As a career changer, how do you plan to bring your previous work experience into the classroom?

Benjamin CarverI have always been keen to pass on my knowledge of mathematics in all walks of life. Firstly, starting at when I was at school, helping out younger students in maths classes right through to professional level, mentoring younger graduates who were new to the bank. If a person found a particular area difficult, it was my job to try and help them understand and “make the complicated things simple”. Through this, I am keen to pass on my interest in Mathematics to all students and colleagues in the classroom. Within corporate banking, I had enjoyed working with both graduates and senior leaders who had a genuine passion and talent for solving numerical problems. It inspired me when I saw them taking on extra work in their own time because of their love for the job. 

None the less, there were times in banking whereby I had to build up resilience and hold difficult conversations with both colleagues and clients. I often found myself in situations whereby I had to deliver difficult messages, but somehow keep the client onside. For me, this is just as critical when working with those students who need extra support or constantly say “I don’t get it”. Resilience, as a maths teacher is so important. There is an ongoing stigma with maths and just from my observations so far, students are far more accepting to admit that “they cannot do maths”. As maths teachers, we need to constantly explore alternative approaches to keep the students onside.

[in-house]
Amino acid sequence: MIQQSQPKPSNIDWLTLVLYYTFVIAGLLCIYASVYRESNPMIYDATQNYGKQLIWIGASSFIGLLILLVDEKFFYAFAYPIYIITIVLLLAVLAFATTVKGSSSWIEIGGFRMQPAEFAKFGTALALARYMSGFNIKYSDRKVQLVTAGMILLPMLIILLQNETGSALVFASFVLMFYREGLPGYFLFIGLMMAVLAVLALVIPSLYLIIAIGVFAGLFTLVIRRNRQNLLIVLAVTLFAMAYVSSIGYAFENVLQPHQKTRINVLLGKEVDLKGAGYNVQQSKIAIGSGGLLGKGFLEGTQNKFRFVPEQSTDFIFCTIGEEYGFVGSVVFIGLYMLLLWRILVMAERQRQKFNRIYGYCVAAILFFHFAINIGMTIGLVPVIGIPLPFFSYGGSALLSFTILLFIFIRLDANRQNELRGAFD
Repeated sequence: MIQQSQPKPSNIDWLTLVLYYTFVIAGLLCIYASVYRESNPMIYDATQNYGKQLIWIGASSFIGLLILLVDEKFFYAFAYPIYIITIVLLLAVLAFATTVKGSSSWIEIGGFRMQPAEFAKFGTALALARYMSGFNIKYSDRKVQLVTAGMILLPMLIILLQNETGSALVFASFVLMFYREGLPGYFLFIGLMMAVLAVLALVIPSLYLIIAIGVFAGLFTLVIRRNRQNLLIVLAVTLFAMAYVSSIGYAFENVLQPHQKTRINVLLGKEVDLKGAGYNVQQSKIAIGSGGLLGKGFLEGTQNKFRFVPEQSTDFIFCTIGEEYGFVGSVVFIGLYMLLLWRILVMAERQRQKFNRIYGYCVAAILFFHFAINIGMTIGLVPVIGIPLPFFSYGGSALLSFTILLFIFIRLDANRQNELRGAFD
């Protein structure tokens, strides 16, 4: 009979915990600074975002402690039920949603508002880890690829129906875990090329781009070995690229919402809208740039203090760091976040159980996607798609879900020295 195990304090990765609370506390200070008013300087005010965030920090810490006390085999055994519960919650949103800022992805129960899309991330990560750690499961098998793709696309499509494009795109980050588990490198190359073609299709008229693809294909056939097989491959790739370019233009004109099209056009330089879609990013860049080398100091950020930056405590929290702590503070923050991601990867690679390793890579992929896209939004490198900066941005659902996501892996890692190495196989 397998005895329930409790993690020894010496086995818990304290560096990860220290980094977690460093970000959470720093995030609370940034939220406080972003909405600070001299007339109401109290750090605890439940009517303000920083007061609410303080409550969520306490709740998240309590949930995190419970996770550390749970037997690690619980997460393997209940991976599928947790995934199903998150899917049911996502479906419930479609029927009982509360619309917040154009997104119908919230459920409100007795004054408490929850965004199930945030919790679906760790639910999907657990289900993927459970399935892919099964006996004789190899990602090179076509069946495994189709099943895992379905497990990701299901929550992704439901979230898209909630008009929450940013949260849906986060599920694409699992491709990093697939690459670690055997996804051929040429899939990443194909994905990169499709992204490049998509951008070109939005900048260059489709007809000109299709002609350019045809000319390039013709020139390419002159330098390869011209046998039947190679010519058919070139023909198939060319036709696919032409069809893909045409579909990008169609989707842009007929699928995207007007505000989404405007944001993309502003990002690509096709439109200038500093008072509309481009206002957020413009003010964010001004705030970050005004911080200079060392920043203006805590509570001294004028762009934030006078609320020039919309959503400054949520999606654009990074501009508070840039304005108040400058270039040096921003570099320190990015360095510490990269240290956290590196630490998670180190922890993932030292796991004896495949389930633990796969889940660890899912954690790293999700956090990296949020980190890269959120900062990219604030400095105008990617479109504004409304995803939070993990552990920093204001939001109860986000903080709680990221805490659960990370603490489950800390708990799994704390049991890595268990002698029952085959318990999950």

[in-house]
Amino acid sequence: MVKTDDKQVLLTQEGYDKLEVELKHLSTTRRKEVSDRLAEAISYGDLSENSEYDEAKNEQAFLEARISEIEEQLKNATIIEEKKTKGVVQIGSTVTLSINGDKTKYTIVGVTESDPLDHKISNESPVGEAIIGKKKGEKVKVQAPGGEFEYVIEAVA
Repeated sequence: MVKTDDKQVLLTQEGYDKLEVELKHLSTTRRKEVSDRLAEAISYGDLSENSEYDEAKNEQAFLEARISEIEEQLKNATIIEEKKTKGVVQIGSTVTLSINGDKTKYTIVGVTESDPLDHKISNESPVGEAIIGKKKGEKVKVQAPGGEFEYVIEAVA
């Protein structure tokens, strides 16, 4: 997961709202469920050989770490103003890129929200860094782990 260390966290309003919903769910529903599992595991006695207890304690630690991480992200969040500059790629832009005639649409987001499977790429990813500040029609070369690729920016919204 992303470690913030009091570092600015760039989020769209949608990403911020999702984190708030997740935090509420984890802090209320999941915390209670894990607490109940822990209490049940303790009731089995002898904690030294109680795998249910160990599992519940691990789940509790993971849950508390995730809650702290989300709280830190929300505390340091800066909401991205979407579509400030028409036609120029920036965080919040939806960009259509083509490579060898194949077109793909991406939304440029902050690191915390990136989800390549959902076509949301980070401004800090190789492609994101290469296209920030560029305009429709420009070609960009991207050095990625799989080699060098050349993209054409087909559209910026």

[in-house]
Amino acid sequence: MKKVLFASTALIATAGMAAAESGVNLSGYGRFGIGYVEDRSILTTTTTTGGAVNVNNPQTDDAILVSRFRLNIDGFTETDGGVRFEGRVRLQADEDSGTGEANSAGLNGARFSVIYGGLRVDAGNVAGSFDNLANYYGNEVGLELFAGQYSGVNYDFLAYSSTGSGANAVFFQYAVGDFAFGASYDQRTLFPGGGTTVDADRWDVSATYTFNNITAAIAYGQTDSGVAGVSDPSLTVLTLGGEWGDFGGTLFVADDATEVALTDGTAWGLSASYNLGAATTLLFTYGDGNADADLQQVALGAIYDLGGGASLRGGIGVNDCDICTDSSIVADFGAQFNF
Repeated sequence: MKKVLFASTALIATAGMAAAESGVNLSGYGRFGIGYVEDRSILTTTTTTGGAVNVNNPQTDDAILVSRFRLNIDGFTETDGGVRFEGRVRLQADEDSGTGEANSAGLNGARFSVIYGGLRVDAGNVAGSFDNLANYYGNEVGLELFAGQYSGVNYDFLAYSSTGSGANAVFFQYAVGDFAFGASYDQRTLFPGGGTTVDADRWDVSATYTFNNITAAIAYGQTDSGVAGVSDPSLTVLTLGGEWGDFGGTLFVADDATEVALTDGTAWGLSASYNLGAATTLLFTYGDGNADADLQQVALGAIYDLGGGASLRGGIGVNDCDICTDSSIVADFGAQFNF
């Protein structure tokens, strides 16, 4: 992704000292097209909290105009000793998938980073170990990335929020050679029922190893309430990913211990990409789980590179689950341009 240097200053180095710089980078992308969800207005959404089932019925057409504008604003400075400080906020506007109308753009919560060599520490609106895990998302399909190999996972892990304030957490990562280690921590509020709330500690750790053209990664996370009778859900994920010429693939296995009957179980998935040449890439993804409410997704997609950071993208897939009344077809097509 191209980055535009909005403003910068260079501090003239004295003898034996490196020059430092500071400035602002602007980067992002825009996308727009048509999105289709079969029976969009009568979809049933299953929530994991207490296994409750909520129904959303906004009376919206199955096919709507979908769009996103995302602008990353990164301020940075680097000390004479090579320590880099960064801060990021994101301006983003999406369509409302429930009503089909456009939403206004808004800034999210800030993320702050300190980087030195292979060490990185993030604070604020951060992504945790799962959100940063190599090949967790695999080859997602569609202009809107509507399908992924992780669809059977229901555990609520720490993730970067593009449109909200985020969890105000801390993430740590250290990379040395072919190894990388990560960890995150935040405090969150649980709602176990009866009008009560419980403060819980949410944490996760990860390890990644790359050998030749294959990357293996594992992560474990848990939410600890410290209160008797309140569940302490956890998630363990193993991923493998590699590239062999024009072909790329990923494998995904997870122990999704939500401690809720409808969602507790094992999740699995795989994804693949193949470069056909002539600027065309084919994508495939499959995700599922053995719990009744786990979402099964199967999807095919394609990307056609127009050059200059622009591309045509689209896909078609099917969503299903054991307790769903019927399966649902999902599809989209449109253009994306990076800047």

In corporate banking, we’d often be preparing slides as part of a pitch to win new business. For me, this is transferable to the classroom as there is a constant need to find innovative solutions to support and help students understand. One example that I’ve had the opportunity to explore is with the Far Eastern methods. Having this ammunition in your locker and being able to explore “manipulative, iconic and systematic” methods will be so important to ensuring depth and understanding. From my research, we have placed too much emphasis on teaching students a method, but not really testing the depth of their understanding. 

There were times after winning or losing a pitch, I always gave myself time to reflect on what went well, what didn’t and how I could improve. Again, I can see how this is transferrable, especially as a maths teacher. Having time to reflect all round is crucial to addressing any misconceptions – always second guessing what could go wrong. 

In my previous role, pitching an idea to a business owner is clearly different to that of a teenager and that is a key challenge I am looking to overcome as I continue on my journey.

By Benjamin Carver 

You can find Benjamin on Linkedin.